The Swarm

Mix it up with The Bee's editorial board.

October 27, 2010
Will California be 'ultimate firewall' for Dems in U.S. Senate?

Another day, another poll showing Jerry Brown in good shape in the governor's race, Barbara Boxer hanging on in the U.S. Senate contest and the marijuana legalization ballot measure headed to defeat next week.

This survey comes courtesy of Time magazine and CNN, which queried likely voters in California and four other battleground states.

CNN, which released the results this afternoon, says that California may turn out to be Democrats' "ultimate firewall" to keep control of the Senate.

Unlike Colorado, Kentucky, Nevada and Ohio, where strong support among independents has the Republican candidates in the lead, Boxer holds a 50 percent to 45 percent edge over Republican challenger Carly Fiorina.

Fiorina has closed Boxer's lead by 4 percentage points since CNN's poll last month. She leads among independents 49 percent to 41 percent, but will need to do better than that to beat Boxer. The Republicans in the other states have at least a 13-percentage-point lead among independents, and Rand Paul in Kentucky boasts a 37-point cushion.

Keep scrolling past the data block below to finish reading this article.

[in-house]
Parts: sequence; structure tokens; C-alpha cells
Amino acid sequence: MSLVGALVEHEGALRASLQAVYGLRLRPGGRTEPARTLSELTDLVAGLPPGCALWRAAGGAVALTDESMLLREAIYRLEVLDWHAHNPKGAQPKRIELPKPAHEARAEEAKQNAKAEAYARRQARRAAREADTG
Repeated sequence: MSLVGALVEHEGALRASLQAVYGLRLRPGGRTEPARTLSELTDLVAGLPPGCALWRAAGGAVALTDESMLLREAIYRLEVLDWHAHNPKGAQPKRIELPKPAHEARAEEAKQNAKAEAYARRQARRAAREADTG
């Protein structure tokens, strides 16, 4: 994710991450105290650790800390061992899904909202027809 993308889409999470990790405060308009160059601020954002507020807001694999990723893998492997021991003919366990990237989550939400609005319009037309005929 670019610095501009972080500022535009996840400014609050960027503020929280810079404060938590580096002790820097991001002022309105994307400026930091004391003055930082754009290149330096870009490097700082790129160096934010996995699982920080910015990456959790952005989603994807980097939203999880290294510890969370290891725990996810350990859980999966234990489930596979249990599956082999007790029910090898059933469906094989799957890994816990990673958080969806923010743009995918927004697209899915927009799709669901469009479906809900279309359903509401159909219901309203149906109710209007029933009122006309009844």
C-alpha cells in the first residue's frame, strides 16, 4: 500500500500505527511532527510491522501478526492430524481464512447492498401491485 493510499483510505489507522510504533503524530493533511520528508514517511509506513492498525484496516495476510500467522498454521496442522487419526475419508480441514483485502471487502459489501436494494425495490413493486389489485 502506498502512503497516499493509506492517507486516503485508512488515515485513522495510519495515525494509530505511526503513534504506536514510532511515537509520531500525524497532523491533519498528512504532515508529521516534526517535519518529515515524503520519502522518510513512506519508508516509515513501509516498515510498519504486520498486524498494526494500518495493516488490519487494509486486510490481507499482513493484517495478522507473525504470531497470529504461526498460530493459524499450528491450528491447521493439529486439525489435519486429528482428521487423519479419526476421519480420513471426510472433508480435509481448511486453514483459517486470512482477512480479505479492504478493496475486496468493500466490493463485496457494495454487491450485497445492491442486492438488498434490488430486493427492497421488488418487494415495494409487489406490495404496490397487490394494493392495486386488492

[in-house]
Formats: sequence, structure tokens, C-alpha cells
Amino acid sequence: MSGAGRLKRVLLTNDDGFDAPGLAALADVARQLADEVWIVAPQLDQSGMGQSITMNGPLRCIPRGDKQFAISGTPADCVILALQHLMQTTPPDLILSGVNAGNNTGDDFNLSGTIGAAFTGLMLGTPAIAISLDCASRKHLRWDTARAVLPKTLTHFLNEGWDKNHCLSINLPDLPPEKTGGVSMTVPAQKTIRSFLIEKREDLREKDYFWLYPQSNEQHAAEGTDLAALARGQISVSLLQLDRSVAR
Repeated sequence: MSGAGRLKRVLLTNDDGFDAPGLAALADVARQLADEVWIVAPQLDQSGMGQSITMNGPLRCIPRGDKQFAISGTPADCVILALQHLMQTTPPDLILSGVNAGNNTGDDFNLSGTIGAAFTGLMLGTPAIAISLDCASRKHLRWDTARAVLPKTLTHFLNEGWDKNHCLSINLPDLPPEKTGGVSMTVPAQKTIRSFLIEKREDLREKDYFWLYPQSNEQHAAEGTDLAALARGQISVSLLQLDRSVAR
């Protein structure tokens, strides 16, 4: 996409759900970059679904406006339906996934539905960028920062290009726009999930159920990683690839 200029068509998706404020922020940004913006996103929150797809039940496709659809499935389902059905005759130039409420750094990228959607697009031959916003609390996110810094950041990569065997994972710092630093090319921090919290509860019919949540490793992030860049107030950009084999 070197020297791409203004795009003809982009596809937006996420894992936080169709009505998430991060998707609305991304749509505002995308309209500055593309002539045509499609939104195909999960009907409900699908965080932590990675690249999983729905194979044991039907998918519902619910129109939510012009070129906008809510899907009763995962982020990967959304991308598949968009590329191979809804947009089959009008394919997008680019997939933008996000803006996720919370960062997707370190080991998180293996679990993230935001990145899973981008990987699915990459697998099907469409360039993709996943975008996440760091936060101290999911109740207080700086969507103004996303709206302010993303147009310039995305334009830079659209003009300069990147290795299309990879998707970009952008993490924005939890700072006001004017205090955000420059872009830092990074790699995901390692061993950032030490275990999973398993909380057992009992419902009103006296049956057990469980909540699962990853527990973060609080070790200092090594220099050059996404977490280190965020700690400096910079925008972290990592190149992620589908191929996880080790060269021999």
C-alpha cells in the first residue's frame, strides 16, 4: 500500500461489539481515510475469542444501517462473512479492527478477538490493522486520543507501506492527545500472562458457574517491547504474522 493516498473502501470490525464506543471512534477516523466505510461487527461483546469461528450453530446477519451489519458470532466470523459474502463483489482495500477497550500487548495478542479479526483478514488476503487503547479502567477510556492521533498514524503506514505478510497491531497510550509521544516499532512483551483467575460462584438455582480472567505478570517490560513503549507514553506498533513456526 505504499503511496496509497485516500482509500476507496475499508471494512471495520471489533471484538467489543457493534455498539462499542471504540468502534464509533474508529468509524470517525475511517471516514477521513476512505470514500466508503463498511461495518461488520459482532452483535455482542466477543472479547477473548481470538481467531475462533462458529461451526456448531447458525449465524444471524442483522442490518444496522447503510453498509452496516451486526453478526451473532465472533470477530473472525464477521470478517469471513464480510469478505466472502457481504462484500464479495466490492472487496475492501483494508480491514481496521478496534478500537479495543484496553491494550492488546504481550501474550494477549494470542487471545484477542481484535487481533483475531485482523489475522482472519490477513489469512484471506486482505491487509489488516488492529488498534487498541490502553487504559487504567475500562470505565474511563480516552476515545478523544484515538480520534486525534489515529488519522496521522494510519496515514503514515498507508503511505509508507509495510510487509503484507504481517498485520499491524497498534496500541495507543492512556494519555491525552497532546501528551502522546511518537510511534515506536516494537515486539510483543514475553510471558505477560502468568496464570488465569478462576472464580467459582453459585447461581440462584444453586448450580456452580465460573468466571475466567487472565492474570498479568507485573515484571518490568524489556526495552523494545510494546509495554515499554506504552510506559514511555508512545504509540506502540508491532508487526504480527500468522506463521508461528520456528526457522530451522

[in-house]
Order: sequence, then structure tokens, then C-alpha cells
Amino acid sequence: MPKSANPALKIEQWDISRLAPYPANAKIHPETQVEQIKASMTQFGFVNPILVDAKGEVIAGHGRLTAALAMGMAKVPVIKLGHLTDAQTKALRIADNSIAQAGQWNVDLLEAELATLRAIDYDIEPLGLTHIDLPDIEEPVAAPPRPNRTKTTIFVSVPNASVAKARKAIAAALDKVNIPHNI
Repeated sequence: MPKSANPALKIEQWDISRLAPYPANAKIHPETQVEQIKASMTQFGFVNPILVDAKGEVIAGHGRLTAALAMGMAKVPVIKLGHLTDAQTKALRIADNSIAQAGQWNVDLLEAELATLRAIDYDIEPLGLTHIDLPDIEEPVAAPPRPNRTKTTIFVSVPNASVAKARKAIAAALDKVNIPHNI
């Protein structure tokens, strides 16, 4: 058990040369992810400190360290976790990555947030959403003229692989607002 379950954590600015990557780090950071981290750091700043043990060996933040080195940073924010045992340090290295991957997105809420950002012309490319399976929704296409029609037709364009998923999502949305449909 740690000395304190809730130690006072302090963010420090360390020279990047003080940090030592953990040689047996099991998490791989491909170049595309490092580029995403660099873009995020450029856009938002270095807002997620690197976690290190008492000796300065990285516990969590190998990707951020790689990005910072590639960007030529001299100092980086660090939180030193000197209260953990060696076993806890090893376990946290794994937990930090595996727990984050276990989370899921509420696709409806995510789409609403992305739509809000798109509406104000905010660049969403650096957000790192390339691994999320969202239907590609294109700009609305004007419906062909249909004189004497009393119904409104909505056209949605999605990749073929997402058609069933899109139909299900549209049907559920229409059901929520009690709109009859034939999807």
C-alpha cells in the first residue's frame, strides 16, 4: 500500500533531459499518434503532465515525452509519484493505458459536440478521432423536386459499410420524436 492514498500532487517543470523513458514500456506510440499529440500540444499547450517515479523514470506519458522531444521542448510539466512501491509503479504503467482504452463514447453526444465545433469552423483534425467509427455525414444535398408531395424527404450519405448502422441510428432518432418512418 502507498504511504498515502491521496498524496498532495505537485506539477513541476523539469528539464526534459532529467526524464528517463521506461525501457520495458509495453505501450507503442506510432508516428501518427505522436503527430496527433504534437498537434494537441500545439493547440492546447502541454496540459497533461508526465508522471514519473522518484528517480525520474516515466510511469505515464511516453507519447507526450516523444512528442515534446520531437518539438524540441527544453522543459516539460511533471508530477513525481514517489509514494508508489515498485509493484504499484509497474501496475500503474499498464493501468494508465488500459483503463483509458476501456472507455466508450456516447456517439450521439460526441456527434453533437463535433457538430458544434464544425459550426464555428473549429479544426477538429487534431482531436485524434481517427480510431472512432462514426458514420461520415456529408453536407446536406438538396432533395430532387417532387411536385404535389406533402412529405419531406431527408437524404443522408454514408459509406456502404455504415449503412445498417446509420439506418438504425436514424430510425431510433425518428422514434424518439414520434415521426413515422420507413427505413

Fiorina is ahead in the Central Valley and most of Southern California, but that is offset by Boxer's edge in the Bay area and Los Angeles County.

Meanwhile, Brown leads Republican nominee Meg Whitman by 51 percent to 44 percent, down 2 percentage points from last month. It's the same geographic division as in the Senate race, with Whitman's strength in the Valley and Southern California and Brown leading in the Bay and Los Angeles.

Californians also appear likely to reject Proposition 19, the ballot initiative that would allow legalize recreational marijuana use and allow adults to grow a small amount, but leave it to local governments to tax and regulate pot. In the poll, 53 percent of respondents oppose the measure, while 45 percent support it.

The CNN/Time/Opinion Research poll, conducted Oct. 20-26 among about 1,500 likely voters, has a margin of error of plus or minus 3.5 percentage points.

Its findings are generally in line with a survey out last week from the Public Policy Institute of California and one this week from the Los Angeles Times and USC.

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About The Swarm

The Swarm is written by members of The Sacramento Bee's editorial board. They meet daily and are separate from the newsroom. Views included here are those of individual writers, and do not necessarily reflect those of a majority of the board or the positions expressed in The Bee's editorials.

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